Watt Watchers of Texas: Texas is Too Good To Waste™

What’s in My Lunch?

Grade Level: , , , , , , , ,
Theme: ,

Activity Overview: Students bring their lunch to school for lots of reasons, dislike of school food, special diet, to fit in with other kids, etc. Many times at home, parents have the greatest of intentions when making or purchasing the food that goes into those lunches. Yes, large containers of applesauce are cheaper and better for the environment (less packaging), but those single serving cups are easy. And at 6:00 a.m. when you are packing that lunch, easy often trumps environmentally friendly.

Materials:

  • Lunch box containing:
    • thermos of drink
    • a piece of fruit such as an apple, pear or plum
    • a sandwich in a reusable container
    • chips and/or carrots and celery sticks in a reusable plastic container
    • napkin
  • A lunch in a paper bag containing
    • juice box
    • sandwich wrapped in plastic wrap
    • bag of chips
    • Twinkie or fruit pie
    • carrots or celery sticks wrapped in a baggie
    • pudding cup
    • napkin
    • spoon

Objective:

Students will consider actions that generate lunch trash and examine ways to generate less.

Setting the Stage:

Show the students a reusable lunch box and a paper sack. Ask for a show of hands on how many use each one. Ask them which they think is better for the environment. Ask the students to give some examples of what might be inside each lunch kit. List the examples on the board and ask if there is anything left when they are finished eating (packaging, for example) and if it can be reused or recycled.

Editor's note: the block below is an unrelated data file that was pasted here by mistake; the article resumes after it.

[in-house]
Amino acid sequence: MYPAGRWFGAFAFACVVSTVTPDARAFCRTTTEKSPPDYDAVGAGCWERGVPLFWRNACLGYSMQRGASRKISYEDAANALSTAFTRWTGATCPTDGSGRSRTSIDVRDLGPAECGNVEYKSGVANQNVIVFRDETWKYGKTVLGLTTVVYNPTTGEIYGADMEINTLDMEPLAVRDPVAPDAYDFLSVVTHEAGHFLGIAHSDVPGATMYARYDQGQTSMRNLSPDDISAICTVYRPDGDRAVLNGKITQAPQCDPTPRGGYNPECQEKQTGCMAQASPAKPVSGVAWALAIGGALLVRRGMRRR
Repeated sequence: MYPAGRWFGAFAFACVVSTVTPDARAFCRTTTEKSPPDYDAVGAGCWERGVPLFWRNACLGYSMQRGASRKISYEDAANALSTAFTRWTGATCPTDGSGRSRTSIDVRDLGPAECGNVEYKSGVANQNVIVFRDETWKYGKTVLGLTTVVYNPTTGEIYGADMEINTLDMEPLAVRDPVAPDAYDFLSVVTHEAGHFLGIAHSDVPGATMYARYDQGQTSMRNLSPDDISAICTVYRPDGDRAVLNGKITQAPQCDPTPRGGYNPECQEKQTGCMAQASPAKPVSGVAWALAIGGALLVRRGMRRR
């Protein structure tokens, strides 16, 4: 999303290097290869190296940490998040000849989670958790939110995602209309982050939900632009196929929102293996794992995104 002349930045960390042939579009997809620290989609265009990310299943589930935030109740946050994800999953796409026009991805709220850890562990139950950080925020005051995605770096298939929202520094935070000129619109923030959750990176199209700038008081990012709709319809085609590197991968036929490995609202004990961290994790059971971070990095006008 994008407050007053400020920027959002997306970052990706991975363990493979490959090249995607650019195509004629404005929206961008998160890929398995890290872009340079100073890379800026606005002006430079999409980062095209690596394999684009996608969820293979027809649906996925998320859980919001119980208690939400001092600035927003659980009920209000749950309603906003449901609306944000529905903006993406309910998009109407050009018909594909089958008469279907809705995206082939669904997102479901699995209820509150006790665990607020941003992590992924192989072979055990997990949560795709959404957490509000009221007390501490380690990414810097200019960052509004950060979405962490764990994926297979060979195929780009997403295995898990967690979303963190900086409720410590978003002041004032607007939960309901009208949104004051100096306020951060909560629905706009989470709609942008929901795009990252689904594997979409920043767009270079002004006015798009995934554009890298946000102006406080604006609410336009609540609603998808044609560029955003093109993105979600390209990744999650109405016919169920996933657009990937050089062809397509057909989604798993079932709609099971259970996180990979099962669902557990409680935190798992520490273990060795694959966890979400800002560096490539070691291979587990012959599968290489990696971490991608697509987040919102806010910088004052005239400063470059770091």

Procedure:

This activity can be done as a class or as small groups. Examine the contents of each lunch, including any packaging, edible items and non- edible items. Discuss and estimate the amount of trash that will be generated by each lunch, then weigh and record the items from the lunchbox in grams (including any packaging that was used for that item). After eating the edible portions of the lunch, weigh the non- recyclable, recyclable, reusable, and compostable waste from each lunch and record those results.

Discussion:

  1. Which lunch produced the least amount of trash?
  2. Why did one lunch produce more trash than the other?
  3. Why would students not bring the “less trash- producing” lunches to school?
  4. How might you alter your lunch so that it produces less trash?

Extensions:

Create a poster campaign for the cafeteria encouraging students to cut back on the waste in their lunches. Write an article to be placed in the parent newsletter that explains your campaign and gives parents examples of a “trash- less” lunch.

Adapted from: Waste Not, Want Not from the Los Angeles Educational Partnership

TEKS

SCI.K.1A, SCI.1.1A, SCI.2.1A, SCI.3.1A, SCI.4.1A, SCI.5.1A, SCI.6.1A, SCI.7.1A, SCI.8.1A
SCI.K.1B, SCI.1.1B, SCI.2.1B, SCI.3.1B, SCI.4.1B, SCI.5.1B, SCI.6.1B, SCI.7.1B, SCI.8.1B
SCI.K.2A, SCI.1.2A, SCI.2.2A, SCI.3.2A, SCI.4.2A, SCI.5.2A, SCI.6.2A, SCI.7.2A, SCI.8.2A
SS.K.15A, SS.1.18A, SS.2.19A, SS.3.18A, SS.4.22C, SS.5.25C, SS.6.22C
SS.K.15B, SS.1.18B, SS.2.19B, SS.3.18B, SS.4.22D, SS.5.25D, SS.6.22D, SS.7.22D, SS.8.30D

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